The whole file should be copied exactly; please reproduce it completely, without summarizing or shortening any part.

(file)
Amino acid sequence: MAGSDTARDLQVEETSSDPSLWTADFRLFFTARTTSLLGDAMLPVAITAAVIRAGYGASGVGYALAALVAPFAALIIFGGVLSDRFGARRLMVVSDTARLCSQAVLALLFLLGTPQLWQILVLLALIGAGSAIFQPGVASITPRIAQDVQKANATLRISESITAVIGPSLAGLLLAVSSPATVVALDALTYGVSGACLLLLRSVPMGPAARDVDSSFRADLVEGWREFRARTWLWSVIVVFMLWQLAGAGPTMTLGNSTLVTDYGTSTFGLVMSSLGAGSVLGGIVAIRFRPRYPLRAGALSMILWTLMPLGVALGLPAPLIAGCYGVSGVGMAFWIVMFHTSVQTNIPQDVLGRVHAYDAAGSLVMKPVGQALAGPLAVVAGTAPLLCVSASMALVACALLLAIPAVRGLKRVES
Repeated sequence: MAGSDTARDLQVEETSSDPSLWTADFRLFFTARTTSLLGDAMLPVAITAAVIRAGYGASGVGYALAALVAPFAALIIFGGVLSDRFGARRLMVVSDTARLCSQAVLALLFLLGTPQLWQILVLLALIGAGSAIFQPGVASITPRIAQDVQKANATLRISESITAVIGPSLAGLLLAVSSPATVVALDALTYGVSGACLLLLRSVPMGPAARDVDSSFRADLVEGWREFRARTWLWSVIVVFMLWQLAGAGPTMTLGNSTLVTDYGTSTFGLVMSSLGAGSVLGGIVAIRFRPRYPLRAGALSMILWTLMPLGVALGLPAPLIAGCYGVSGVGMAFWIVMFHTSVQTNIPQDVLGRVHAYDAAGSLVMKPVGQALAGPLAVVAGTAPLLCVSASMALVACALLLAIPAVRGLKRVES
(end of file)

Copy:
Amino acid sequence: MAGSDTARDLQVEETSSDPSLWTADFRLFFTARTTSLLGDAMLPVAITAAVIRAGYGASGVGYALAALVAPFAALIIFGGVLSDRFGARRLMVVSDTARLCSQAVLALLFLLGTPQLWQILVLLALIGAGSAIFQPGVASITPRIAQDVQKANATLRISESITAVIGPSLAGLLLAVSSPATVVALDALTYGVSGACLLLLRSVPMGPAARDVDSSFRADLVEGWREFRARTWLWSVIVVFMLWQLAGAGPTMTLGNSTLVTDYGTSTFGLVMSSLGAGSVLGGIVAIRFRPRYPLRAGALSMILWTLMPLGVALGLPAPLIAGCYGVSGVGMAFWIVMFHTSVQTNIPQDVLGRVHAYDAAGSLVMKPVGQALAGPLAVVAGTAPLLCVSASMALVACALLLAIPAVRGLKRVES
Repeated sequence: MAGSDTARDLQVEETSSDPSLWTADFRLFFTARTTSLLGDAMLPVAITAAVIRAGYGASGVGYALAALVAPFAALIIFGGVLSDRFGARRLMVVSDTARLCSQAVLALLFLLGTPQLWQILVLLALIGAGSAIFQPGVASITPRIAQDVQKANATLRISESITAVIGPSLAGLLLAVSSPATVVALDALTYGVSGACLLLLRSVPMGPAARDVDSSFRADLVEGWREFRARTWLWSVIVVFMLWQLAGAGPTMTLGNSTLVTDYGTSTFGLVMSSLGAGSVLGGIVAIRFRPRYPLRAGALSMILWTLMPLGVALGLPAPLIAGCYGVSGVGMAFWIVMFHTSVQTNIPQDVLGRVHAYDAAGSLVMKPVGQALAGPLAVVAGTAPLLCVSASMALVACALLLAIPAVRGLKRVES